Try freezing some of your favorite canned foods and see if they are significantly changed. Do it for 3 cycles and see what you think about it. You might be able to have your stuff frozen and it wonít make a difference to you. In that case good, you have more flexibility than I do. If you find the mealy textured foods are not pleasant itís better to know it now than to find out after you walked home in the blizzard, had to cut your boots off to thaw your toes and all you want was that nice can of Dinty Moore beef stew you cut out of the ice. That by itself might not be bad but if you are living a sheltered life weirdness like that can send you over the edge. The whole idea of having a food storage program is to minimize any problems you might have in a post event situation.

Benefits

One thing you will find if you have a food storage program is your food bills will be less than they are right now. The way Shawnee explained it to me was like this: If you have a stocked pantry then you donít make as many trips to the store as the others for that one "thing". And since you are not making all the little trips you are not buying the spur of the moment items you "want" but you donít "need". Also if your stocks are up you can be picky and buy the foods when they are seasonally the cheapest and or on sale. That way you control the amount and type of spending you do and are not as easy to manipulate as those who buy from meal to meal or week to week.

Another benefit with an operating storage system and plan is you are not as easy to stampede as others. You know what I mean. Every time there is a major storm the media always hypes the empty shelves at the grocery stores and you always see the poor family who got the last gallon of bottled water and dented can of soup. They always have the pathetic comment that they, "donít know what they are going to do when this runs out". Why werenít they there the week prior to the event? Can you imagine them living in Enid Oklahoma and they hear that there has been a nuclear ground burst at Tinker Air Force Base in Oklahoma City and while they are piling into the pickup truck they see the flash up north toward Wichita Kansas. Dang it! I hate when that happens. I can hear them now, "well honey, letís go down to Jumbo Foods and see if they got anything left." And you know in the back of your head thatís what will occur.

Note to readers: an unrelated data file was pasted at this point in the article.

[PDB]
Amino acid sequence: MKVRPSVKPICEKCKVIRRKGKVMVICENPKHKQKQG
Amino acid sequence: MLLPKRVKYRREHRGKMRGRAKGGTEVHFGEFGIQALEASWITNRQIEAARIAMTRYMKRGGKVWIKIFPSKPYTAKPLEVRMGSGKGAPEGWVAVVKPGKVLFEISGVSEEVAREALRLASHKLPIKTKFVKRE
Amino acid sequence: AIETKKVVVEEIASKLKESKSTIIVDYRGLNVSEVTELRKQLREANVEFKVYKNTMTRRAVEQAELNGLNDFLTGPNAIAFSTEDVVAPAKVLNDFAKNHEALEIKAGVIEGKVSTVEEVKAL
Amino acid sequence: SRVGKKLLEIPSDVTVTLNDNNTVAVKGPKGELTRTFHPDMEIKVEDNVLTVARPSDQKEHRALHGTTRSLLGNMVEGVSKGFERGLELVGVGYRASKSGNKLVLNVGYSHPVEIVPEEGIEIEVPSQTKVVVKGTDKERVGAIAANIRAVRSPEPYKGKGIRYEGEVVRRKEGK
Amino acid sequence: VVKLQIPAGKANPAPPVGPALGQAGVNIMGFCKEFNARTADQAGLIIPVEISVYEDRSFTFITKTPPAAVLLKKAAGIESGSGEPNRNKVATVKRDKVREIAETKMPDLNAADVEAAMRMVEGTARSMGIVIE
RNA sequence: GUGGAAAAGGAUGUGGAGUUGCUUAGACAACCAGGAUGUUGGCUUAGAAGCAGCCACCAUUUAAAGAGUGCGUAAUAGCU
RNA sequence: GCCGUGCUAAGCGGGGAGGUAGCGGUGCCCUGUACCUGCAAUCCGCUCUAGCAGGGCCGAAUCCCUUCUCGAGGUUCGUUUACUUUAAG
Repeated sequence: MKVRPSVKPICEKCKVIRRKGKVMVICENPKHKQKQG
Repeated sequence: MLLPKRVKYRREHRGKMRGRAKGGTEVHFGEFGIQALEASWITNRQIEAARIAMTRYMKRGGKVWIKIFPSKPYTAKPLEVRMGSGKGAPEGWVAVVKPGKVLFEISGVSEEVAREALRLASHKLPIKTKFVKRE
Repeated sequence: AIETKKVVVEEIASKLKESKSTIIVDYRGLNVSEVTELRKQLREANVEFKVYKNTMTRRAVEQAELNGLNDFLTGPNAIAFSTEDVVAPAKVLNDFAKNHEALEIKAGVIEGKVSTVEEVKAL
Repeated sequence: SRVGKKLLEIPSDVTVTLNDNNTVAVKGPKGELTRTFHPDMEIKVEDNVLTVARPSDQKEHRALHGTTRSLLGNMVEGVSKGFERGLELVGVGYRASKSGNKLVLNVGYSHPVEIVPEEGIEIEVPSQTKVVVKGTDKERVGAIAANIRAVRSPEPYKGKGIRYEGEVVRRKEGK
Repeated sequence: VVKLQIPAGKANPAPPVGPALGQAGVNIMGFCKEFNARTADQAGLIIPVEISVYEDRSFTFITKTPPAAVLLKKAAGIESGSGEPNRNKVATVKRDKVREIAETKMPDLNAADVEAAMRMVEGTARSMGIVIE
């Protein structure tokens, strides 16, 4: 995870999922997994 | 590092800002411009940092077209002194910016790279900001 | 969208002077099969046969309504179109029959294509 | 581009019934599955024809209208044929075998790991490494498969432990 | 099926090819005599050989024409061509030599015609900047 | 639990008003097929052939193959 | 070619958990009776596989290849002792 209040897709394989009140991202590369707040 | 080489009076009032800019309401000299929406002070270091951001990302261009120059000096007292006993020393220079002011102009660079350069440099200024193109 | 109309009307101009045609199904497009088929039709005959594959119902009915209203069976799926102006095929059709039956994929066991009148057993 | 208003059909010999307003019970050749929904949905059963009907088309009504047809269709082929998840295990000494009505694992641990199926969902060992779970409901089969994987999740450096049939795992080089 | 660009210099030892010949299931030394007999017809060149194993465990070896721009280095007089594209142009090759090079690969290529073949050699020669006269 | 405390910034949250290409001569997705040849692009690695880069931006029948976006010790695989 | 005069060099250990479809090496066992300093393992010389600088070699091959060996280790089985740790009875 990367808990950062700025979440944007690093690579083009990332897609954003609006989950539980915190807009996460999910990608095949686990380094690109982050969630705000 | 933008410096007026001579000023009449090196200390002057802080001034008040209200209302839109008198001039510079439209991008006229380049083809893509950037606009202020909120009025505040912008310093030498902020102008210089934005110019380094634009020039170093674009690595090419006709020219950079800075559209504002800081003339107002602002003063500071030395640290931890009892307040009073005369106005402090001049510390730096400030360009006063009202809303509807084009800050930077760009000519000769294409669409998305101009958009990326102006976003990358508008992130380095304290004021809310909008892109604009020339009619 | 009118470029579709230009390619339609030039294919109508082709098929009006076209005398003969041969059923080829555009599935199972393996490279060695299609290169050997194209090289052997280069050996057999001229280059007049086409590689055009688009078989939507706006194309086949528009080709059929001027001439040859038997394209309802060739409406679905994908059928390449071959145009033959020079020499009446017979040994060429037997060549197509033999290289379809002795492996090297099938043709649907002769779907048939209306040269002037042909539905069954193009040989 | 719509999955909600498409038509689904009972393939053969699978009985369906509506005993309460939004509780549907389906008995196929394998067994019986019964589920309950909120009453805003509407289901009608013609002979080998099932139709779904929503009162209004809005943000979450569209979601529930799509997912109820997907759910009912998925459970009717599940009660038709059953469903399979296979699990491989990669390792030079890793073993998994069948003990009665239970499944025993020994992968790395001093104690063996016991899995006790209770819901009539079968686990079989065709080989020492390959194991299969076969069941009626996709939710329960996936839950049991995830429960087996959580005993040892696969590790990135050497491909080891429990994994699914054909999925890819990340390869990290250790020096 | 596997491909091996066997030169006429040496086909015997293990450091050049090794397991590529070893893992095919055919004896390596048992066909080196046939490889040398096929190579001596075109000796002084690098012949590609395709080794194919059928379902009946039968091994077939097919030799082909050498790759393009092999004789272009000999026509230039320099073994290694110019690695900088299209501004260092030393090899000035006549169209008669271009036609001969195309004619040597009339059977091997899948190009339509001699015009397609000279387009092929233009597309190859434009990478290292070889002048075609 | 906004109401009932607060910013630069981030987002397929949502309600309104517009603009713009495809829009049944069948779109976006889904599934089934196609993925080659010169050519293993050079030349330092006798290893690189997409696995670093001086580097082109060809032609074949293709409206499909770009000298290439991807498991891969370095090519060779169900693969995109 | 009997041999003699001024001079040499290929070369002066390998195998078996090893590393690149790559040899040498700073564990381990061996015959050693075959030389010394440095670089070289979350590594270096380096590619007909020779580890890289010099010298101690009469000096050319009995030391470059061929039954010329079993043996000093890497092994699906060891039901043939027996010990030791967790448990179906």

The last benefit I have is peace of mind. I know for a fact I wonít have to deal with the fear and helplessness I felt those years ago waiting for someone to bail me out. That is the best benefit for me.

One last thing, donít get discouraged. You can do it. Just start at the first layer of the onion and work at it. A month from now youíll say to yourself, "Iím good". A year from now youíll say, "I am a hot runner. I Really am good." You know you are. Otherwise you wouldnít be reading this.

Thanks for the read.
serger